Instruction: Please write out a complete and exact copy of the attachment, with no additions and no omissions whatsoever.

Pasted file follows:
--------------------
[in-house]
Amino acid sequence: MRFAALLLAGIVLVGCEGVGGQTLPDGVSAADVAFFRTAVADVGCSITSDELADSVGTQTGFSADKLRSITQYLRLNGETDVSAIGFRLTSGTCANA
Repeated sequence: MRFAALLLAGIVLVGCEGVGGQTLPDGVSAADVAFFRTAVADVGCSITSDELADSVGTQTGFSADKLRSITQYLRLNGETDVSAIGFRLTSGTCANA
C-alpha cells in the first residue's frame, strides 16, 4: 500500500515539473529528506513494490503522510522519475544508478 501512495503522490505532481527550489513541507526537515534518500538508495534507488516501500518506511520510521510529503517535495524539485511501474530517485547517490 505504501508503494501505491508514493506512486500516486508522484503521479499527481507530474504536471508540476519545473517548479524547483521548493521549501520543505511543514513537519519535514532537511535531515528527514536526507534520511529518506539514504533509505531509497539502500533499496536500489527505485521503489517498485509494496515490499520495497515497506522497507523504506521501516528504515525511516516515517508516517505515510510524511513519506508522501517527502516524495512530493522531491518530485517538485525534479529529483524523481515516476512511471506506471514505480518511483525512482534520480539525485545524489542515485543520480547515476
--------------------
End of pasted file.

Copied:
[in-house]
Amino acid sequence: MRFAALLLAGIVLVGCEGVGGQTLPDGVSAADVAFFRTAVADVGCSITSDELADSVGTQTGFSADKLRSITQYLRLNGETDVSAIGFRLTSGTCANA
Repeated sequence: MRFAALLLAGIVLVGCEGVGGQTLPDGVSAADVAFFRTAVADVGCSITSDELADSVGTQTGFSADKLRSITQYLRLNGETDVSAIGFRLTSGTCANA
C-alpha cells in the first residue's frame, strides 16, 4: 500500500515539473529528506513494490503522510522519475544508478 501512495503522490505532481527550489513541507526537515534518500538508495534507488516501500518506511520510521510529503517535495524539485511501474530517485547517490 505504501508503494501505491508514493506512486500516486508522484503521479499527481507530474504536471508540476519545473517548479524547483521548493521549501520543505511543514513537519519535514532537511535531515528527514536526507534520511529518506539514504533509505531509497539502500533499496536500489527505485521503489517498485509494496515490499520495497515497506522497507523504506521501516528504515525511516516515517508516517505515510510524511513519506508522501517527502516524495512530493522531491518530485517538485525534479529529483524523481515516476512511471506506471514505480518511483525512482534520480539525485545524489542515485543520480547515476